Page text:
Ending child marriage is probably not very high on the papal agenda, but it should be. Pope Francis has taken a strong position in opposition to sex trafficking and other forms of slavery, but he has been relatively quiet about one of the most prevalent forms of slavery: child marriage.
For several centuries the Catholic Church has given official sanction to child marriage. Prior to 1917, children who had reached puberty could be married, generally recognized as age 14 for males and 12 for females. The 1917 Code of Canon Law increased the minimum age for marriage to 16 for males and 14 for female, and the 1983 Code of Canon Law, which remains in effect, continues those age restrictions.
As recognized by Catholic Online and other Catholic voices, it is time for the Catholic Church to "focus on the evils of child marriage." For child marriage as it is practiced in many parts of the developing world is, for all practical purposes, a form of slavery. When young girls, some as young as 8 years old, are sold off into marriage by their parents they effectively lose their freedom.
As well documented by Girls Not Brides, child marriage is matter of enormous consequence:
Each year, 15 million girls are married before the age of 18. That is 28 girls every minute -- married off too soon, endangering their personal development and wellbeing. With more young people on our planet than ever before, child marriage is a human rights violation that we must end to achieve a fairer future for all.
Child brides are often disempowered, dependent on their husbands and deprived of their fundamental rights to health, education and safety. Neither physically nor emotionally ready to become wives and mothers, child brides are at greater risk of experiencing dangerous complications in pregnancy and childbirth, becoming infected with HIV/AIDS and suffering domestic violence. With little access to education and economic opportunities, they and their families are more likely to live in poverty.
Nations also feel the impact: a system that undervalues the contribution of young women limits its own possibilities. In this way, child marriage drains countries of the innovation and potential that would enable them to thrive.
In addition to being a violation of human rights, child marriage is a major contributor to the high fertility rates that prevail in highly impoverished countries like Niger and Afghanistan. Globally, an estimated 90 percent of adolescent pregnancies take place within the institution of marriage, and in some parts of the developing world today, the rate of adolescent pregnancy is actually on the rise.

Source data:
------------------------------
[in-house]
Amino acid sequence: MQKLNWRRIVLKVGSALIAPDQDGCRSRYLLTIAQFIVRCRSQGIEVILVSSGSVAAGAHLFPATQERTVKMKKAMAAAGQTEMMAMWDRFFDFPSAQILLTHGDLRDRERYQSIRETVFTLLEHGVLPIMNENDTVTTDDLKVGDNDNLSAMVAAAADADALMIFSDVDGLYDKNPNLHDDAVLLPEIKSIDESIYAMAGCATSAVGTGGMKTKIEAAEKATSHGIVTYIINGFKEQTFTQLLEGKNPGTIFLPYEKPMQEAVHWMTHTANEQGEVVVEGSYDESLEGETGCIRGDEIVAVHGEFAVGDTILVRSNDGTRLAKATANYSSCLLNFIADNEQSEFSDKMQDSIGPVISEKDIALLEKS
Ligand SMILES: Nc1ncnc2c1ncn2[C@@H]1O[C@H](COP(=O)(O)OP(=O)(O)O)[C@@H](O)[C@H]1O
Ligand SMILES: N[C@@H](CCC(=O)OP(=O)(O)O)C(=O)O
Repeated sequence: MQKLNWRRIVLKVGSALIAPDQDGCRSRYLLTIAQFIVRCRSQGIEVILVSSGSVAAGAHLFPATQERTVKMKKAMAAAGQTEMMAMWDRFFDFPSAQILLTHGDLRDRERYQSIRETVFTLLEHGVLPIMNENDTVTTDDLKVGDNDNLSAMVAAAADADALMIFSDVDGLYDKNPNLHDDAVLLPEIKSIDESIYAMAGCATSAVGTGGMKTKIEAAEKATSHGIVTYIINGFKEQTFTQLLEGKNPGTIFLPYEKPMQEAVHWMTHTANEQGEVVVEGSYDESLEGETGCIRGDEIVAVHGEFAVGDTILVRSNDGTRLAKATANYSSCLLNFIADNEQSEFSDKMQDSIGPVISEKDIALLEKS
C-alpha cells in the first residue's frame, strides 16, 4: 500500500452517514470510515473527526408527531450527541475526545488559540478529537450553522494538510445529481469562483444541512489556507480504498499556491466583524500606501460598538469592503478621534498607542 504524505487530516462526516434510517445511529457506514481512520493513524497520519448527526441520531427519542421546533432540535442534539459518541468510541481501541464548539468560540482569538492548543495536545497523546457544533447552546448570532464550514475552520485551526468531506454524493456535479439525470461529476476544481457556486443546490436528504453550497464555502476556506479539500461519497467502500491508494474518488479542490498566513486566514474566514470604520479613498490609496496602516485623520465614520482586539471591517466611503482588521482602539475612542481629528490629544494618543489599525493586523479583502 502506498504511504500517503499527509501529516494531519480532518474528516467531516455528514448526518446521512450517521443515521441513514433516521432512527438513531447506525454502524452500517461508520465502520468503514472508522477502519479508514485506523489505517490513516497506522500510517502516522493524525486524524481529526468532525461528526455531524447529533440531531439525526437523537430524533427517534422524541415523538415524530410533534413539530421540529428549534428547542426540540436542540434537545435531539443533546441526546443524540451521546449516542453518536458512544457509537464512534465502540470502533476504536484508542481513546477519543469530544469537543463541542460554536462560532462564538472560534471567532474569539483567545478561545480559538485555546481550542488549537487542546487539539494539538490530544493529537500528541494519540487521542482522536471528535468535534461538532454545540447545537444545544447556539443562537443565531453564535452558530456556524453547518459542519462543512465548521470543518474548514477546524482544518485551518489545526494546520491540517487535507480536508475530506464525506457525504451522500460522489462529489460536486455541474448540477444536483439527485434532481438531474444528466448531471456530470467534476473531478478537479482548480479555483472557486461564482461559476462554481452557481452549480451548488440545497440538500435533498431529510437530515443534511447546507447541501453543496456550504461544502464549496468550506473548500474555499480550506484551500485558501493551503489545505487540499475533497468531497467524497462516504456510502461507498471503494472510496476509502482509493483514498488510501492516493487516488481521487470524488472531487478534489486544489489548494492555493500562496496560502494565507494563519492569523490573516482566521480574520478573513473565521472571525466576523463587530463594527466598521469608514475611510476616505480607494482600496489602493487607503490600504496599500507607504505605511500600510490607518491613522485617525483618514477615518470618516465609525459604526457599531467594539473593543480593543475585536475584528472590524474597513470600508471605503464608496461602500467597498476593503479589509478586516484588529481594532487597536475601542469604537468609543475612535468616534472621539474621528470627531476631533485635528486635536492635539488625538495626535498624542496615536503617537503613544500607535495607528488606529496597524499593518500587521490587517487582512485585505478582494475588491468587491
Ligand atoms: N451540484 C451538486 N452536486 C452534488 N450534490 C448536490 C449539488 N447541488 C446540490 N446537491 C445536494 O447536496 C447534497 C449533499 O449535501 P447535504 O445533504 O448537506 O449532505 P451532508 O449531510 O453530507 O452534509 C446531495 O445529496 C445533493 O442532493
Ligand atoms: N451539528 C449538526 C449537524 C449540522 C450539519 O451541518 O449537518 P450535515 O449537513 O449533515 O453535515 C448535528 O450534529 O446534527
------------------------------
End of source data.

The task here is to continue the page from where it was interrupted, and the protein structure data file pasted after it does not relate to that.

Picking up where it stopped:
Child marriage is also a killer, as pregnancy and child birth are one of the leading causes of death for adolescent girls in the developing world. In areas where child marriage practices are common, it is not uncommon for young married girls to develop an obstetric fistula as a result of an early pregnancy. If not treated, the condition can lead to chronic incontinence and, as a consequence, being ejected from home and village.
In many parts of the developing world today, Catholic leaders are actively working to end the practice of child marriage. They see it as the evil that it is. It is time for Pope Francis to do so as well.
The U.S. Congress has acted already. In 2013, as part of a renewal of the Violence Against Women Act, Congress approved an amendment that directs the US Secretary of State to "establish and implement a multi-year, multi-sectoral strategy to prevent child marriage." Among other things, it requires the State Department to include the rate of child marriage in its country status reports on human rights.
But even more than Congress, Pope Francis may be in position to actually do something about child marriage. As one of the most influential voices in the world, he could make a major contribution to the eradication of child marriage. Let's pray he does.